At the end of last week, I made a quick trip to UCLA to visit with some researchers who, despite having been targets of violence and intimidation, are looking for ways to engage with the public about research with animals. I was really struck by their seriousness about engaging folks on “the other side”, rather than just hunkering down to their research and hoping to be left alone.
The big thing we talked about was the need to shift the terms of engagement.
The mode people seem most used to — and the one that seems to make the least difference — is the debate. In a debate, the point is to win. Your aim is to score points, whether positive points for your position or negative points against your opponent. This can have the effect of reducing an exchange to dueling talking-points, my factual claim against your criticism of the source and reliability of that factual claim, and so forth. No one ends up knowing much more than they did when they came to the debate, and none of the participants’ minds are likely to change.
I would argue that a better way to engage would be in a dialogue. Rather than setting the participants up as opponents in a point-scoring game, a dialogue makes participants partners in the project of understanding each other (and themselves) better. Dialogue lets you hear what issues are really important to the participants. It lets you explore the reasons they are concerned by various courses of action. It opens up the possibility of finding shared commitments and common ground. It won’t magically resolve all conflicts, but holds out some chance of letting all the participants see what the conflicts are really about.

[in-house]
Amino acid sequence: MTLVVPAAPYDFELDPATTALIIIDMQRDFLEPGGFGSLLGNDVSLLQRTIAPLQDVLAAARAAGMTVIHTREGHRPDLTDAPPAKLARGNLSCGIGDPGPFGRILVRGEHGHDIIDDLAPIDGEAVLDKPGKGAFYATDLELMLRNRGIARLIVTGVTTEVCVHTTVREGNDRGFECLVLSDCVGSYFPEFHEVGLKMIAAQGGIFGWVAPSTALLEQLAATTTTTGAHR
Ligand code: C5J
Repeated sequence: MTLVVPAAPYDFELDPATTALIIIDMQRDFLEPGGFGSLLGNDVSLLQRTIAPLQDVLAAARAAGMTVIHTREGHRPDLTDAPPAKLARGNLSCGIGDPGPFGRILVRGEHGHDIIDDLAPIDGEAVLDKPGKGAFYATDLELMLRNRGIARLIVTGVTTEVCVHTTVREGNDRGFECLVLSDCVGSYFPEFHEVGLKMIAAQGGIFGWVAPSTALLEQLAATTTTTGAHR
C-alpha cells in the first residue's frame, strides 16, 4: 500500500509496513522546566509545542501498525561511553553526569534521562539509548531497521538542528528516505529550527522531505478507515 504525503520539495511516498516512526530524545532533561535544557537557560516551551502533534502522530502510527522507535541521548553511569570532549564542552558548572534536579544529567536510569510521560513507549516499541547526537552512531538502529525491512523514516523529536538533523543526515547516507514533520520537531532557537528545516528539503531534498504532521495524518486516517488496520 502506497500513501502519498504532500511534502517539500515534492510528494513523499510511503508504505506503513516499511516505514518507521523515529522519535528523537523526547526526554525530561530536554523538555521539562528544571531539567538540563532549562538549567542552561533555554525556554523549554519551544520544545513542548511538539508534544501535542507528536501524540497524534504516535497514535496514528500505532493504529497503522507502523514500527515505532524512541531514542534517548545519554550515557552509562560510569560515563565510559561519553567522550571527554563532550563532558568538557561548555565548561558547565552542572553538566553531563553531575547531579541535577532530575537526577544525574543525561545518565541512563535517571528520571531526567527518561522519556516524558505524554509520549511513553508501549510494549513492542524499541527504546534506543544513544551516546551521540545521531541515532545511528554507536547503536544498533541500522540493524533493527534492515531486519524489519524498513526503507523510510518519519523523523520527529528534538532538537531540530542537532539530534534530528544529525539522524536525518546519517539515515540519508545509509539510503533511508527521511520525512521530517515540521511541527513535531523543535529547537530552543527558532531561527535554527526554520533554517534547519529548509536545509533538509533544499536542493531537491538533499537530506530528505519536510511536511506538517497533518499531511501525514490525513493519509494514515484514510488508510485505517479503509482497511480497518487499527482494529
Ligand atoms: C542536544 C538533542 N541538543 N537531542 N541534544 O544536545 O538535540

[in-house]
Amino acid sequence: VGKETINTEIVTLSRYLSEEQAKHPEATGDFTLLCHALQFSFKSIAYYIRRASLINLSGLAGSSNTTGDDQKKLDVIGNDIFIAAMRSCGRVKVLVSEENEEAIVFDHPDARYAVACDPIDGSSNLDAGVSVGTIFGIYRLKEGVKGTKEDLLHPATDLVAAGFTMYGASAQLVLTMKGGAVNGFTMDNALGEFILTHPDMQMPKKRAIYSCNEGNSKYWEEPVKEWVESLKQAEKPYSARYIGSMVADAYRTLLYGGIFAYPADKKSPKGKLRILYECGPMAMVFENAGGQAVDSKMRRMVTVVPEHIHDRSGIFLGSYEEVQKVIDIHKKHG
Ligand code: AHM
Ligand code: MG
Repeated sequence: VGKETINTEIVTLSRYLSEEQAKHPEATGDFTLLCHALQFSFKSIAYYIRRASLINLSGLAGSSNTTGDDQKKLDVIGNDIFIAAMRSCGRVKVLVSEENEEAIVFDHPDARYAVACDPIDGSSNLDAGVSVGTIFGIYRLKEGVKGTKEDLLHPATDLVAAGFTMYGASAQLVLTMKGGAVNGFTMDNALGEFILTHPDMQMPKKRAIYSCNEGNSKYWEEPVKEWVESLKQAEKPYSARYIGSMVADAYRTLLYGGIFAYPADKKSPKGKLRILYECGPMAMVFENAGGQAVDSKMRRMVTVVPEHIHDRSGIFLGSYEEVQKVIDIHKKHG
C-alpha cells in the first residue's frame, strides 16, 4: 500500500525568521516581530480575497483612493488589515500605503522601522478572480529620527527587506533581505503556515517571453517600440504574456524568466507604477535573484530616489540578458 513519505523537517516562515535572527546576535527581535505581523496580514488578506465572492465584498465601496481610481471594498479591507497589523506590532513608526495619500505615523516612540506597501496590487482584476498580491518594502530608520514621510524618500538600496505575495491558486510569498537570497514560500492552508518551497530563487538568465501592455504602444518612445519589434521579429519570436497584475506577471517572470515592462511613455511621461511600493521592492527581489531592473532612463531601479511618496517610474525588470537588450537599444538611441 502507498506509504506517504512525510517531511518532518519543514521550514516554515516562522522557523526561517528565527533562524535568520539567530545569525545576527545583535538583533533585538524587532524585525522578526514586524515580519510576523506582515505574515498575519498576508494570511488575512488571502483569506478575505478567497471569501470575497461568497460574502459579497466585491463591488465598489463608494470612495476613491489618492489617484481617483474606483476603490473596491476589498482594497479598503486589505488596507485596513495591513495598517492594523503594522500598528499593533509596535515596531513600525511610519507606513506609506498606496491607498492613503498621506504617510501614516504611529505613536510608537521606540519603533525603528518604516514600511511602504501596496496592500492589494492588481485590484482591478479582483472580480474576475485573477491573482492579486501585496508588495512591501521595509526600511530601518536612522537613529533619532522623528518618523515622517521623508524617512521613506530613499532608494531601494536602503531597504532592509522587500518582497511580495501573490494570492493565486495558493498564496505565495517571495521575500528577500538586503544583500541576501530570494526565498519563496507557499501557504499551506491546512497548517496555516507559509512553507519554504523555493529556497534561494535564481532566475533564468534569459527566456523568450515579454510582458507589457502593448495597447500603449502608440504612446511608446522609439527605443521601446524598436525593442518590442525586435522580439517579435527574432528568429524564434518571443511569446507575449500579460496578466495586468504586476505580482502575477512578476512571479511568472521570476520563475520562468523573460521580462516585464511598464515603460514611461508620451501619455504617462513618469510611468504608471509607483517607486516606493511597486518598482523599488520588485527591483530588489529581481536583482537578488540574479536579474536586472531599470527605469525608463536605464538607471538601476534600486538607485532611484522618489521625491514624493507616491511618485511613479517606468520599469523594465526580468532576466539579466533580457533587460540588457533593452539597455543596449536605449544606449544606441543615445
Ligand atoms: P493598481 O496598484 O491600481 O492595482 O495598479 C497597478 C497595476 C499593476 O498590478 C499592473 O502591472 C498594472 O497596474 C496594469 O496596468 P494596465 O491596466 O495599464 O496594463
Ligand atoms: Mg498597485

And, dialogue seems like it could lead to such improved understanding, and even to commitments to find ways to work with each other, without bludgeoning anyone either figuratively or literally.
Now, for these researchers at UCLA — and for the scientific community more generally — the challenge will be to figure out how to cultivate a culture of dialogue. Getting the public thinking and talking with scientists about animal research isn’t the kind of thing you’d want to relegate to one or two public events. Rather, ideally, it should become a normal part of how scientists and non-scientists live together in the same society. Talking to each other and listening to each other is bound to make that coexistence more harmonious.
In addition to lots of one-on-one discussion during my visit, I also gave a brief talk. Because I was asked to, I’m posting the slides. Here’s the Powerpoint file, and below you should be able to watch the slideshow without having to download it.
I didn’t sync in any audio, but if you read my series in April on impediments to dialogue about animal research (parts 1, 2, 3, 4, 5, 6, 7, and 8) you can probably fill in a good guess about what I might have said as these slides were projected.